EXTREME MAKEOVER: BAR EDITION
Local bars keep it real with renovation.
by Danny Cross
If I had my own bar it would be fucking awesome. Crazy disco lights would pierce through eerie darkness. A long, fancy bar would run alongside pool tables while a video projector flashed obscure movies on the front window. Couches with fish tanks behind them would surround fireplaces. A small corner stage would constantly offer the opportunity to bring the house down.
But there's one problem: These elements of bar space, while each legitimate in itself, just don't go together. I've never been one to enjoy playing pool in eerie darkness. And eating tasty food in an elegant maple booth isn't the same when disco lights threaten to induce seizures before the main course.
Luckily, these elements (and more) are found in a number of Eugene bars that you might not have checked out for a while. Here's a look at four spaces that were recently renovated and the kind of vibe they've got these days.
JAMESON'S - 115 West Broadway
Formerly Café Paradiso, Jameson's is now bringing a sense of swank back to Broadway. Similar in aura to the Indigo District, Jameson's is a dimly lit, highly sociable space with touches of fanciness at every turn. A huge maple shelving unit behind a 30-foot angling bar displays rows of liquor bottles from eye-level to nearly ceiling-level. Booths (also maple) line the opposite wall beneath original paintings that are changed monthly for the First Friday Art Walk. Large, planetary-like fixtures hover over each booth while an obscure collection of lamps, collected by the owner at garage sales and thrift stores, dimly dot the rest of the room.
"I wanted to create a space that I was comfortable hanging out in — kind of a nice, classy, low-key place," says owner James Carroll, who also helped design John Henry's and Horsehead bar.
Strangely, a 5-foot section of the outdoor brick patio leads through the side doors and along most of the bar. The rest of the place is the original carpet, which Carroll says will be replaced once the downtown development drama gets settled. Until then, the renovation process is at a convenient halt with nearly every detail — from the orange, yellow and purple walls to the pool table and dartboard — already altered.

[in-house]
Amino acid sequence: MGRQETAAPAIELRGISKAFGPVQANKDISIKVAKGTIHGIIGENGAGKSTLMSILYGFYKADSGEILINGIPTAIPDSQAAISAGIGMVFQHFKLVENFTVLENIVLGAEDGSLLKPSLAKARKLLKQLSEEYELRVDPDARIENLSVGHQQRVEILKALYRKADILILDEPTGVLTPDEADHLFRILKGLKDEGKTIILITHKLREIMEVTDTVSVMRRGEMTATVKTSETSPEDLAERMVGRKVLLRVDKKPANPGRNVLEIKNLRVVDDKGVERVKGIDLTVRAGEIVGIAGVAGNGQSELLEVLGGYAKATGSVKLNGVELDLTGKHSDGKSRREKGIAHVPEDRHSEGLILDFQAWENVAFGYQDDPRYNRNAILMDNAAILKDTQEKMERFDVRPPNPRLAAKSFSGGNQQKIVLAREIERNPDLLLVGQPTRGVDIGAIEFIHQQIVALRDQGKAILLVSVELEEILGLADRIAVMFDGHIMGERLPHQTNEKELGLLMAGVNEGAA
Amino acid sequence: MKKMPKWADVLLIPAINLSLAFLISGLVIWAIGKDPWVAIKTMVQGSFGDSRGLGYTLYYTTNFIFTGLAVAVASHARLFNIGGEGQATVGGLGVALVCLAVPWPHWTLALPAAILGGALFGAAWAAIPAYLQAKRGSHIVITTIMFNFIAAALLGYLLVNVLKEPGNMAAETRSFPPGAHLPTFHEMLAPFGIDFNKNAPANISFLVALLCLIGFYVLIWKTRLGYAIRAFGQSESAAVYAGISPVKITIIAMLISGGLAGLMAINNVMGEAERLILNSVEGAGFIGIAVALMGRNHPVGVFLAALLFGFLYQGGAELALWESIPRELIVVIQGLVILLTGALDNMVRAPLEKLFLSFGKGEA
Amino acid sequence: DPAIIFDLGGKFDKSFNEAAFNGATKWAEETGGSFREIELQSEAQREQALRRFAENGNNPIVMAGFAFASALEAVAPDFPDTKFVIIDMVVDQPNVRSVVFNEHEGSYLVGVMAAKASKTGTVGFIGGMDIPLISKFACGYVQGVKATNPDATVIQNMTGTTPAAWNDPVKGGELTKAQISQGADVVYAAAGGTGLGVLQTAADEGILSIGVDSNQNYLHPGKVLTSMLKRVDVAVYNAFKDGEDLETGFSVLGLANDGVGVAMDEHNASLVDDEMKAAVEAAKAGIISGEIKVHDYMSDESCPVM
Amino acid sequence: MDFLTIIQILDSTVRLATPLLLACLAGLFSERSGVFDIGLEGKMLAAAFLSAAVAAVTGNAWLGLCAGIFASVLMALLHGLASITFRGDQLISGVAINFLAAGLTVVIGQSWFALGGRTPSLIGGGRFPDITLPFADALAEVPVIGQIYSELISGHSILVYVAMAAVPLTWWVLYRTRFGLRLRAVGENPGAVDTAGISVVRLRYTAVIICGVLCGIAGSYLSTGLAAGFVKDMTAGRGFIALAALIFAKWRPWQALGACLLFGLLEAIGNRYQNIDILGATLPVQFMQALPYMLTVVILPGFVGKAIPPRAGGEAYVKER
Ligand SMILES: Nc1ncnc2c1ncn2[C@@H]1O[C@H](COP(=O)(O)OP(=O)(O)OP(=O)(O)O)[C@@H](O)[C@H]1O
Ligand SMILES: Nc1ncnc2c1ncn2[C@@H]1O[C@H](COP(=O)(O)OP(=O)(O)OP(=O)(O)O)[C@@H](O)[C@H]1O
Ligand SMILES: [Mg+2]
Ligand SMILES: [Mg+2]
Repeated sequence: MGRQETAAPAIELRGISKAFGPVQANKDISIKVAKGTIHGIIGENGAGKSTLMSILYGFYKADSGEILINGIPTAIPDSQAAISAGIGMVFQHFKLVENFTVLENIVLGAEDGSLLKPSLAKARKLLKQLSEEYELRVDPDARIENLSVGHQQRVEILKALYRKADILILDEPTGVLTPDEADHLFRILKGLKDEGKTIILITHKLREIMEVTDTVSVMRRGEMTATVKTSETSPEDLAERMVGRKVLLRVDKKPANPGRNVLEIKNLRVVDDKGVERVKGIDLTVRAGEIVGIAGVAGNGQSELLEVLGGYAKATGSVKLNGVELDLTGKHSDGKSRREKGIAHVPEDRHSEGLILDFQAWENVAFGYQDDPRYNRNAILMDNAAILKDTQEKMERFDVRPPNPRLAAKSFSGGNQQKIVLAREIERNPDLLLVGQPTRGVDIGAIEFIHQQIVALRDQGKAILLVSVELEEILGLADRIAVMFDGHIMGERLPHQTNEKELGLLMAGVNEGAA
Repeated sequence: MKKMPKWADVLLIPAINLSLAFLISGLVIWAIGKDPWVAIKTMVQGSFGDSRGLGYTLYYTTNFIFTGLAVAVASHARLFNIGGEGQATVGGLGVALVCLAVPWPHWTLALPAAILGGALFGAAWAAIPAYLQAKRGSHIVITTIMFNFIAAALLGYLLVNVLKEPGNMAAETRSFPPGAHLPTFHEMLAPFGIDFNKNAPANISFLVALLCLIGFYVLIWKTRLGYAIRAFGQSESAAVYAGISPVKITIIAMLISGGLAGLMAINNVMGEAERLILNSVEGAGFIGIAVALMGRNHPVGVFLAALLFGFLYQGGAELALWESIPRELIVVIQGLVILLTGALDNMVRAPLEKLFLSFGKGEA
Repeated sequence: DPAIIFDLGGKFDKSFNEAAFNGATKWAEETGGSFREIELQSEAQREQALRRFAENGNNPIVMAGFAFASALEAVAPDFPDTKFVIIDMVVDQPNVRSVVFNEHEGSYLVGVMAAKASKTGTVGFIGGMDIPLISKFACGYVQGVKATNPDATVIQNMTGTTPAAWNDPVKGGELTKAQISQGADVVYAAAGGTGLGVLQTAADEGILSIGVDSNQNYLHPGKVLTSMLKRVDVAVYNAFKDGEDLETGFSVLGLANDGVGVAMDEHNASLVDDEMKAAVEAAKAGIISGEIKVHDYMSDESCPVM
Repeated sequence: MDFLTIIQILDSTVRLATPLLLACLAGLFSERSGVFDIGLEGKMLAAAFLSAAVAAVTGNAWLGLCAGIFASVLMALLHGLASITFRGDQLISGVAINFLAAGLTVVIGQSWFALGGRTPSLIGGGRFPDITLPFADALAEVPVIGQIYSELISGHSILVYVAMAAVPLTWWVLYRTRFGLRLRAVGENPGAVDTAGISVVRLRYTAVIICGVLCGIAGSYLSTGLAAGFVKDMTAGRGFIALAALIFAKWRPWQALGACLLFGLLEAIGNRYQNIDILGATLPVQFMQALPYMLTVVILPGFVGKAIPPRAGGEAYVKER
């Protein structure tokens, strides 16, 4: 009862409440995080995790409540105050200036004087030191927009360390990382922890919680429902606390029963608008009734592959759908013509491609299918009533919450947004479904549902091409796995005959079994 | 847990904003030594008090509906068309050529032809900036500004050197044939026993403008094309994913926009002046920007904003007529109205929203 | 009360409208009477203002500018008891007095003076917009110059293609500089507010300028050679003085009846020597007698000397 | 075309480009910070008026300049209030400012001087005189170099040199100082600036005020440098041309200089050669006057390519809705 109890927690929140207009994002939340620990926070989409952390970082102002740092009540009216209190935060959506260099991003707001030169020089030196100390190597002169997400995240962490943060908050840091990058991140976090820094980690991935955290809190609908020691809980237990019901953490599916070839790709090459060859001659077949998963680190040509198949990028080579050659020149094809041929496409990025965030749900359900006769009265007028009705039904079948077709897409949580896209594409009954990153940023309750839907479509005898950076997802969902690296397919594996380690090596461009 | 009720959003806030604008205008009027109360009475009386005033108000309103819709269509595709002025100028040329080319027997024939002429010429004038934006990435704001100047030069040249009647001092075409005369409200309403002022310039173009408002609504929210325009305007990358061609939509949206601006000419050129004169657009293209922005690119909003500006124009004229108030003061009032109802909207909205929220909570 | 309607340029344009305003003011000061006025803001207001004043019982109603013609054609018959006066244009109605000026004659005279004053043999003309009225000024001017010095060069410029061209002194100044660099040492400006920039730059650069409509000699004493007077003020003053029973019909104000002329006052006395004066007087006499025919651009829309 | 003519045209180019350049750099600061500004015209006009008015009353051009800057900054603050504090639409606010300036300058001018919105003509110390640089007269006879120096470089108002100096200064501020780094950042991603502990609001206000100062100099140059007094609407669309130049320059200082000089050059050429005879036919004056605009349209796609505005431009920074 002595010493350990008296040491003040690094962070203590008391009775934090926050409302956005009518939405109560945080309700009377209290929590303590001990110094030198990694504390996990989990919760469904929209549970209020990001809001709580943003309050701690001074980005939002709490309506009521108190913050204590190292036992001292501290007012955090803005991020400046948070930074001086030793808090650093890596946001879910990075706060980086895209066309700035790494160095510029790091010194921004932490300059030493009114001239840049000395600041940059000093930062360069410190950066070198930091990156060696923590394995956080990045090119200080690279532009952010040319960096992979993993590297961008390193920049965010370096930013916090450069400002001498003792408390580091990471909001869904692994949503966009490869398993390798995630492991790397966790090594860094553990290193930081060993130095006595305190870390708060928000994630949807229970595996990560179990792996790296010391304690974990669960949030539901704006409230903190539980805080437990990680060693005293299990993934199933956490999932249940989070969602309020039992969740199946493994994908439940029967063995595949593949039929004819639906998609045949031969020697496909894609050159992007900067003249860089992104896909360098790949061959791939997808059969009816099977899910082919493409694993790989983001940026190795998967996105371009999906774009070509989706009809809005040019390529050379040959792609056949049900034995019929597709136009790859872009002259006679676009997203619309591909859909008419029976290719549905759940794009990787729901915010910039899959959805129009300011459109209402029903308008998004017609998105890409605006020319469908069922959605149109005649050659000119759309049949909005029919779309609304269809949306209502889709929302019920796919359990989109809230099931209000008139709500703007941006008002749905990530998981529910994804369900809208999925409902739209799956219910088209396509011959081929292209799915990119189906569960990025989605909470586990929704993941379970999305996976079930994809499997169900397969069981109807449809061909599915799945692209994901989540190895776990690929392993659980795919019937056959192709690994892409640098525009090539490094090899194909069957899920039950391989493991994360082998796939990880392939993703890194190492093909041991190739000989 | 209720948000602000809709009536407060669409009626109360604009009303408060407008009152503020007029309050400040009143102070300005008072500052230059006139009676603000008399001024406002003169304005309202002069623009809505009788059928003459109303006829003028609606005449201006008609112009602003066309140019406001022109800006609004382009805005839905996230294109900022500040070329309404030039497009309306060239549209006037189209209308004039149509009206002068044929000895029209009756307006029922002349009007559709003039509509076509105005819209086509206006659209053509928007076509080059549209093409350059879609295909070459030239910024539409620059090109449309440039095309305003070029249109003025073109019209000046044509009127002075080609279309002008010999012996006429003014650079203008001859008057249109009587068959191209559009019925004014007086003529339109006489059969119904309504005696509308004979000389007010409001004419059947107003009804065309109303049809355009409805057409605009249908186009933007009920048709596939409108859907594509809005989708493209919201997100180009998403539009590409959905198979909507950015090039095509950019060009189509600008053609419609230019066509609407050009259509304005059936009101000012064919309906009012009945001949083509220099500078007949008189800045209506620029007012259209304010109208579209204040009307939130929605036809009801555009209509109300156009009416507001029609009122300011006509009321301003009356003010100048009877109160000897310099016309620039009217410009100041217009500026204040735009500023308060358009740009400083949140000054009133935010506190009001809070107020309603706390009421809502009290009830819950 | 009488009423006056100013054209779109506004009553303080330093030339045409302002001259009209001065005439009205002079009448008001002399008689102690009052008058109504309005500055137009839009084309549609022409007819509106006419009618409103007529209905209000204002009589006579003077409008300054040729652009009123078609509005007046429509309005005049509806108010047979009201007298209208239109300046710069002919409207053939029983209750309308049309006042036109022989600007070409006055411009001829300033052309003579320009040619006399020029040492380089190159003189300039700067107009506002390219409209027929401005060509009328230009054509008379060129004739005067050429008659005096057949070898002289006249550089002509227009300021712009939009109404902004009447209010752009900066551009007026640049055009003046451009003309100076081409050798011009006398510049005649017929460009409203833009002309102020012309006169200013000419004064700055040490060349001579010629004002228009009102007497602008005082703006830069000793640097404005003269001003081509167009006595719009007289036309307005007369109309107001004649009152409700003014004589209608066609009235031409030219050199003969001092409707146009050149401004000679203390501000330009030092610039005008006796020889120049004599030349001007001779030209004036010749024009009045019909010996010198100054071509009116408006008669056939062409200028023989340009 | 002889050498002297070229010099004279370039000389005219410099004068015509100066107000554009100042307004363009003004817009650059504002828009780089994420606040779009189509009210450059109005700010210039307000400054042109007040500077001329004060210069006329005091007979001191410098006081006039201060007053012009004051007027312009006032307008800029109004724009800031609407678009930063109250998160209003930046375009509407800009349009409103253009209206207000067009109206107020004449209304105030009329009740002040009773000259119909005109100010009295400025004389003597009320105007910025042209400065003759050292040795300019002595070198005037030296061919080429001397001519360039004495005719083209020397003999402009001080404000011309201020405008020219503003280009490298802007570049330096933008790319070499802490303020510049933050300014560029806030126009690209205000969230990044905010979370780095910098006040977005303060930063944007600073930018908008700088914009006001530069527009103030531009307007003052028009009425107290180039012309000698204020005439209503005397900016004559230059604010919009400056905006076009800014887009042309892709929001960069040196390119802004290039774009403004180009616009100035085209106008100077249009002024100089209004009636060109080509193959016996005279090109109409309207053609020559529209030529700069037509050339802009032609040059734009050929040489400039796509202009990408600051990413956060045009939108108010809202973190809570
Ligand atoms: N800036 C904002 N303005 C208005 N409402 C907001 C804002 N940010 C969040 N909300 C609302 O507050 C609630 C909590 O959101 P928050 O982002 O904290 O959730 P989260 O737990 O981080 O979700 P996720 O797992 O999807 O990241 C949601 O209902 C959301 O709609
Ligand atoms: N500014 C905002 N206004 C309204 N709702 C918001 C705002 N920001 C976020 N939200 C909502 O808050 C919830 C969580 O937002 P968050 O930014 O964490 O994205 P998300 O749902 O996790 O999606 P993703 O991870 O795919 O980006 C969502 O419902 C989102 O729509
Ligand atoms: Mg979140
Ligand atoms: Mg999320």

"I think it's a tribute to making a nice place for people," Carroll says. "When they find out about it, they like it and they appreciate it and they'll come down and support you. Anybody can build a bar, but if you build something nice, I think people really appreciate that."
LATITUDE 21 - 25 W. 6th Ave.
Last September, Josh Tuckman took over the monstrosity that was Joe's Bar. The black-painted windows and gangster-welcoming darkness immediately called for a facelift. "It was a dark pit," says Tuckman, the current general manager. "This town has plenty of dark pits. There are plenty of places to go and spit on the floor and no one gives a shit."
Tuckman envisioned a more urbanized space at the 6th Avenue and Willamette location. He decided to offer two different atmospheres in Latitude 21 — one on each side of the back-to-back bars that split the room in half. The front room houses two pool tables and a dinner area with a small stage against the front windows (which now are clear and open to the parking lot). Tuckman revamped the kitchen menu and says that the food at Latitude 21 might be the best bar food in the state.